Not so long ago I re- read a 2012 quote from Francis Kurkdijian on Persolaise’s Blog and was amused again by his directness, “L’Heure Bleue doesn’t smell good. It never did, It smells like burnt latex.” He went on to point out that in the history of fragrance L’Heure Bleue does have a place which you have to recognize, but I did enjoy his comment about LHB. Myself, I’d always caught L’Eau de Bandaid when I got tangled up in blue.
But maybe I’m just a philistine. Bad taste is kind of like bad breath: no one tells you that you’ve got it. So when I came into possession of a sample from the eighties in good condition, I thought, why not? Why not try to find out what everyone else has been raving about?
Women famously divide themselves into two factions at Guerlain, those who love L’Heure Bleue and those who adore Shalimar. I’ve never worn either of those. The closest I ever came was Shalimar Lite while that was still obtainable. This means that I understand the fascination of Shalimar’s vanilla/citrus tug of war, but can’t say I’ve gotten to
wander L’Heure Bleue’s sweet evening parterre full of iris roses and carnations. If there’s a scent in nature that L’Heure Bleue mimics successfully, then it is the garden of late spring with those three flowers in bloom.
Those plantings have not stayed the same though with LHB. In the eighties Guerlain sold the fragrance as ” …neroli,carnation and heliotrope wrapped in a powdered breath of iris, floating in in the captivating magic of the orient.” By which I expect they meant vanillan, and also I’m not clear on how anything can float in magic, captivating or otherwise. The top note of the sample of edt I had certainly began with Guerlain’s signature bergamot and a really good grade of neroli. This was familiar, and I remembered Encens Mythique which begins very like this with a wonderful neroli and bergamot duet.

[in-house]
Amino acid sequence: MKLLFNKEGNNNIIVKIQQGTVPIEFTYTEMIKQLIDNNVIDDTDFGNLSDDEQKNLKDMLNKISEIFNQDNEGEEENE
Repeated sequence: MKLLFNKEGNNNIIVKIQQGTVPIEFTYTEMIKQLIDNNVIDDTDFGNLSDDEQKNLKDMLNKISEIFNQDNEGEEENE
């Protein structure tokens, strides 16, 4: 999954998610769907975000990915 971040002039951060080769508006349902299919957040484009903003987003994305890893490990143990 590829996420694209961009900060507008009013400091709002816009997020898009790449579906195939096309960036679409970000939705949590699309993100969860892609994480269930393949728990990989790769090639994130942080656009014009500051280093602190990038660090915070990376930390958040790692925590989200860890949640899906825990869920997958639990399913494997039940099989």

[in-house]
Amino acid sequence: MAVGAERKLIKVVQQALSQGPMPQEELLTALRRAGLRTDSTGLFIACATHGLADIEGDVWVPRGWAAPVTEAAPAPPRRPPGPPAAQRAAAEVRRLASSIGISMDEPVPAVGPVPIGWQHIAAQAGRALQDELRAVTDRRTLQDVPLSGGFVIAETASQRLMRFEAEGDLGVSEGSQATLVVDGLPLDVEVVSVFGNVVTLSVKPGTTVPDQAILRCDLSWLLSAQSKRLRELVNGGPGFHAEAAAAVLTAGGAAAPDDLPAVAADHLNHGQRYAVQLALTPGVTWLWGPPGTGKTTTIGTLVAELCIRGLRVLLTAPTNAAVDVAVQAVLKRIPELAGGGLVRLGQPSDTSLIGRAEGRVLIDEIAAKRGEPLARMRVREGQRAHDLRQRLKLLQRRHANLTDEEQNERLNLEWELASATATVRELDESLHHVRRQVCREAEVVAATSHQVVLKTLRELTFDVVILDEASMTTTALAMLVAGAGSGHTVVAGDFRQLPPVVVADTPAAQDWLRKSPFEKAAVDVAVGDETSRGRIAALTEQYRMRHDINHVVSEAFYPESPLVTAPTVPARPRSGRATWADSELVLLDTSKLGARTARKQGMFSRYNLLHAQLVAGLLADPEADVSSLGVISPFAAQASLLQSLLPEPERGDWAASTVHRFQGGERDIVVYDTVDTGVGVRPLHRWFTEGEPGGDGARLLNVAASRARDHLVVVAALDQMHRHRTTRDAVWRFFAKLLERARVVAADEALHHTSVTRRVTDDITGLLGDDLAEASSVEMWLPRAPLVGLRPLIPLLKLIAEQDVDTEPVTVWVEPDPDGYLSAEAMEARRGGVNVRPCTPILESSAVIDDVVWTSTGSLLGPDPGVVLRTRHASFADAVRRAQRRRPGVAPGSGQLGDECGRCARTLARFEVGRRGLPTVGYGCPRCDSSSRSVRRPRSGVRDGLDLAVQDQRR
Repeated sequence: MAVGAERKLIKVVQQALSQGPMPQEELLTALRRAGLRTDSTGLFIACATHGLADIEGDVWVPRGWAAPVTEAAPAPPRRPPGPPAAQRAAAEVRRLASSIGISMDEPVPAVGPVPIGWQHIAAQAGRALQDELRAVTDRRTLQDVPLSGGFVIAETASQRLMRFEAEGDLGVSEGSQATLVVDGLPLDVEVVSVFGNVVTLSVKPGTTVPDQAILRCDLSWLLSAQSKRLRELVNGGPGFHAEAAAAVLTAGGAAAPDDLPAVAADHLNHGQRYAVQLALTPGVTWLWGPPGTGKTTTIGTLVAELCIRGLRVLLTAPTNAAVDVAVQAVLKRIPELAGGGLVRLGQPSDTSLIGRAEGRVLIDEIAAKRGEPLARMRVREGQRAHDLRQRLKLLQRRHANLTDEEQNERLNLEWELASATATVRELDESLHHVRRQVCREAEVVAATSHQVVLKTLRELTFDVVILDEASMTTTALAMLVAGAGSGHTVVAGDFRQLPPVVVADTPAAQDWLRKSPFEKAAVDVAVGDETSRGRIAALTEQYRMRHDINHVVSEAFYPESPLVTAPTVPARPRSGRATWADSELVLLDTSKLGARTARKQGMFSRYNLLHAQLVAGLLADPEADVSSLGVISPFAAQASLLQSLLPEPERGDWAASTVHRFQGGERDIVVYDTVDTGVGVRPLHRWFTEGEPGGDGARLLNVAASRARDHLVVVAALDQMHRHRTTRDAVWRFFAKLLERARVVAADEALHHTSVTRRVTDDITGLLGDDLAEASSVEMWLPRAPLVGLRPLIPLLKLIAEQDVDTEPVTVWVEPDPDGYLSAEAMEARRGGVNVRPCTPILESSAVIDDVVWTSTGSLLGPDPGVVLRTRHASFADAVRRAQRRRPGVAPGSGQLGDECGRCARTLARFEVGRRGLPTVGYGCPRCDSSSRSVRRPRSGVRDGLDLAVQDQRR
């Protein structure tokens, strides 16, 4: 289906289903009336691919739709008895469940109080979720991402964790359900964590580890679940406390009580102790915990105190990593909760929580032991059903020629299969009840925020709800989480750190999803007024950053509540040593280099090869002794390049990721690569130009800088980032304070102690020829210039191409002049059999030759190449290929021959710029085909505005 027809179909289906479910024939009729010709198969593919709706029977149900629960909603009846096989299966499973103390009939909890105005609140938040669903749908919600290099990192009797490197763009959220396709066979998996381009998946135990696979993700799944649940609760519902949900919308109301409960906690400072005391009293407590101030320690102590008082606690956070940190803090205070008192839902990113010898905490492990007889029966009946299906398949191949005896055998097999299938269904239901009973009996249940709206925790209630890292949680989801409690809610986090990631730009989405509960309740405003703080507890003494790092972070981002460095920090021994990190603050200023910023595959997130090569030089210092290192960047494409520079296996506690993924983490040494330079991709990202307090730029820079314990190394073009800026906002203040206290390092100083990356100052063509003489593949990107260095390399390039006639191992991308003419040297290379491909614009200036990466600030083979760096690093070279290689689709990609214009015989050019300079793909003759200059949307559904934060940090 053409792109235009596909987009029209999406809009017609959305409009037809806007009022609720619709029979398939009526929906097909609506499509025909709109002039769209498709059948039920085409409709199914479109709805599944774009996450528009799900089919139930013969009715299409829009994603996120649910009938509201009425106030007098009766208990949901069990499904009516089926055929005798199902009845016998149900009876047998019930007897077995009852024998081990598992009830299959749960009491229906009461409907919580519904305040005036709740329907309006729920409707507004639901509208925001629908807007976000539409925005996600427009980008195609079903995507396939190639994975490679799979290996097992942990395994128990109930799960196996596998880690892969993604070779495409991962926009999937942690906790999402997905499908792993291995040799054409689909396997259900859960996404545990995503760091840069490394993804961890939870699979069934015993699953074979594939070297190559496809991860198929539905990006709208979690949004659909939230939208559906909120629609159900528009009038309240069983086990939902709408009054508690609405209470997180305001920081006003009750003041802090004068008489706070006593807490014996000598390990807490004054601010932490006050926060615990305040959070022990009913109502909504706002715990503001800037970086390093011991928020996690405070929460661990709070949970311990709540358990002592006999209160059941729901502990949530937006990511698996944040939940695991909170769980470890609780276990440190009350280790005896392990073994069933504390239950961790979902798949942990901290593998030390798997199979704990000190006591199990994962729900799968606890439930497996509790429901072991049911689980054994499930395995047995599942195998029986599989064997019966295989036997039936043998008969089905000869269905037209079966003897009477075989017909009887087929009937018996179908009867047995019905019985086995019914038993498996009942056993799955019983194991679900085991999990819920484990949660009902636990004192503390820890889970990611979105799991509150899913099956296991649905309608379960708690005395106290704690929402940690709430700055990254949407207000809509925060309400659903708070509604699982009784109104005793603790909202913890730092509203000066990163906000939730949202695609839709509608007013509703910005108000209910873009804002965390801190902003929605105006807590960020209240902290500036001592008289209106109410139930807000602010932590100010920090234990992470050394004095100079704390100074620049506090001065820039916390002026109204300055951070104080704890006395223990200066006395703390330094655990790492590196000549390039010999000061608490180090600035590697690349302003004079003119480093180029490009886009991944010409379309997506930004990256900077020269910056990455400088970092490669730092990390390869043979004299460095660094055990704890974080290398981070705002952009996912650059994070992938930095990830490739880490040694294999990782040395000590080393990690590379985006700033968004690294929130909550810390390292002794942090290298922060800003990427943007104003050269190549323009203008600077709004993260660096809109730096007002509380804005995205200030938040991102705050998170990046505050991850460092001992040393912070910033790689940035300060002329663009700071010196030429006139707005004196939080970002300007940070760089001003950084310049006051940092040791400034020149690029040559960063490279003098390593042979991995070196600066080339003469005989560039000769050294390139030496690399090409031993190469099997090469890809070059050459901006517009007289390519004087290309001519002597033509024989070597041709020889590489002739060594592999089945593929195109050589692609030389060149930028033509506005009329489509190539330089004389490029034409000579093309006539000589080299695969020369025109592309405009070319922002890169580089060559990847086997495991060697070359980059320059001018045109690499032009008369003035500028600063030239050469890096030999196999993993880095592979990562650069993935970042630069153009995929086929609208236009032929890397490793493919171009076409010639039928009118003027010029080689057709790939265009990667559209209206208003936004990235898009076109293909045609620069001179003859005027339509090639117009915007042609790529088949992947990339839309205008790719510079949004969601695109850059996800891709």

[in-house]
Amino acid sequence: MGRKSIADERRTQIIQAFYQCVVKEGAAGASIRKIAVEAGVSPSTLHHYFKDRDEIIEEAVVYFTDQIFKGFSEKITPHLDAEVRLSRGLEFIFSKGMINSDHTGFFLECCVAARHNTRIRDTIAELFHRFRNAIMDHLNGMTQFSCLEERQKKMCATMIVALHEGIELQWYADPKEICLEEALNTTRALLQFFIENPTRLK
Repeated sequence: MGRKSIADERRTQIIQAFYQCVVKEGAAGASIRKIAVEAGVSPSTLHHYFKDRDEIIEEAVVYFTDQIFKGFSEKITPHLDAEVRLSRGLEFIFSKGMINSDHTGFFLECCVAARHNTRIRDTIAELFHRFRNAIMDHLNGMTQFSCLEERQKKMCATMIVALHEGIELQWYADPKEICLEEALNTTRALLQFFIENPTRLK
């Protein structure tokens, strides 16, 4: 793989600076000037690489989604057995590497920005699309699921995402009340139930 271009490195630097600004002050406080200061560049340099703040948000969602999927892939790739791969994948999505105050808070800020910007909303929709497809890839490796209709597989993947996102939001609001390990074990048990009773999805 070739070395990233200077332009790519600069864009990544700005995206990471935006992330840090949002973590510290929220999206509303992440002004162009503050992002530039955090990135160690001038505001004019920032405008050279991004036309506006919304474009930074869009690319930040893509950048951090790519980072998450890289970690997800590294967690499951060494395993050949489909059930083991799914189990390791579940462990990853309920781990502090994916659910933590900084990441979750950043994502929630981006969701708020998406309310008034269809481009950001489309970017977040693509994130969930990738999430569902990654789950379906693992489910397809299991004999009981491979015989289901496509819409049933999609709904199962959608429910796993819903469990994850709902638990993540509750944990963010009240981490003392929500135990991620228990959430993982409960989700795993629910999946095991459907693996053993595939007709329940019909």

Things changed just a little by the 90′s. The lofty head of L’Heure was no longer a spire dreaming of neroli, bergamot and coriander in the evening air. A host of lesser ingredients, presumably affordable housing, seemed to have crowded the skyline. Tarragon, lemon, and clary sage are listed by 1991, high rise condos with amenities, probably for reasons of economy. Guerlain had to pack them in to maximize margins.
What I found was that the opening of 80′s L’Heure was stunning (even in edt), and for about twenty minutes or so, indulged in the fantasy that I, too, was the L’Heure Bleue woman, that supreme romantic watching the sky go from lilac to ultramarine presumably in 1912, presumably over the Seine…until… Sacrebleu! What was that smell? Was it coming from me? Mais Oui!
Alas the scent of Bandaids pervaded the airs of evening. My skin had sorted out the great classic and decided that on me, the supreme romantic smelled of latex and adhesives rather than iris and roses. I smelled like a Fast Med Center.
So to return to Francis Kurkdijian and his comment, I have to admit that he was vindicated. L’Heure Bleue on me at least does indeed smell of… latex. I assume this can’t be true of all wearers and wonder what it smells like on them?
I’ve had better luck with L’Heure de Nuit which returns to a default position similar to L’Origan’s, only less fruity. The six floral bases of L’Origan here coalesce into neroli, iris, heliotrope, jasmine and rose with musk and sandalwood in the dry down. I personally prefer the new Guerlain over the old Coty, and as to such modernizations as Sacrebleu or La Petite Robe Noir, in both cases I get fruity florals of less balance than the original.
For me, L’Heure Bleue remains half of a great perfume. Does the Blue Hour work for you?